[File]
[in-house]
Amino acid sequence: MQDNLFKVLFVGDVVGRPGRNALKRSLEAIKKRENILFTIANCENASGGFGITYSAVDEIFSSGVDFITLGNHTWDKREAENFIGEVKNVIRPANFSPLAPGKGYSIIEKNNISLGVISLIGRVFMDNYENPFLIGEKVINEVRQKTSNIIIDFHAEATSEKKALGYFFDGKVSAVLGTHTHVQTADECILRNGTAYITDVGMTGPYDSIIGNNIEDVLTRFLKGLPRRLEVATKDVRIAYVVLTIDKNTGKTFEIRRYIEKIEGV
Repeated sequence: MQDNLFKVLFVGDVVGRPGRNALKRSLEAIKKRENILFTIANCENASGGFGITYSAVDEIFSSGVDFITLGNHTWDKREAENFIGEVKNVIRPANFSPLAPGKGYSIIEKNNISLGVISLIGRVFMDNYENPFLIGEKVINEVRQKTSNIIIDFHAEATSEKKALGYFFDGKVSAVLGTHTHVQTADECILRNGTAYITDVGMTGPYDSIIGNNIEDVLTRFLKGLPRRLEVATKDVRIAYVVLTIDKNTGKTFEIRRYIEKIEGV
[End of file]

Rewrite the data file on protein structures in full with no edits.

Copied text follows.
[in-house]
Amino acid sequence: MQDNLFKVLFVGDVVGRPGRNALKRSLEAIKKRENILFTIANCENASGGFGITYSAVDEIFSSGVDFITLGNHTWDKREAENFIGEVKNVIRPANFSPLAPGKGYSIIEKNNISLGVISLIGRVFMDNYENPFLIGEKVINEVRQKTSNIIIDFHAEATSEKKALGYFFDGKVSAVLGTHTHVQTADECILRNGTAYITDVGMTGPYDSIIGNNIEDVLTRFLKGLPRRLEVATKDVRIAYVVLTIDKNTGKTFEIRRYIEKIEGV
Repeated sequence: MQDNLFKVLFVGDVVGRPGRNALKRSLEAIKKRENILFTIANCENASGGFGITYSAVDEIFSSGVDFITLGNHTWDKREAENFIGEVKNVIRPANFSPLAPGKGYSIIEKNNISLGVISLIGRVFMDNYENPFLIGEKVINEVRQKTSNIIIDFHAEATSEKKALGYFFDGKVSAVLGTHTHVQTADECILRNGTAYITDVGMTGPYDSIIGNNIEDVLTRFLKGLPRRLEVATKDVRIAYVVLTIDKNTGKTFEIRRYIEKIEGV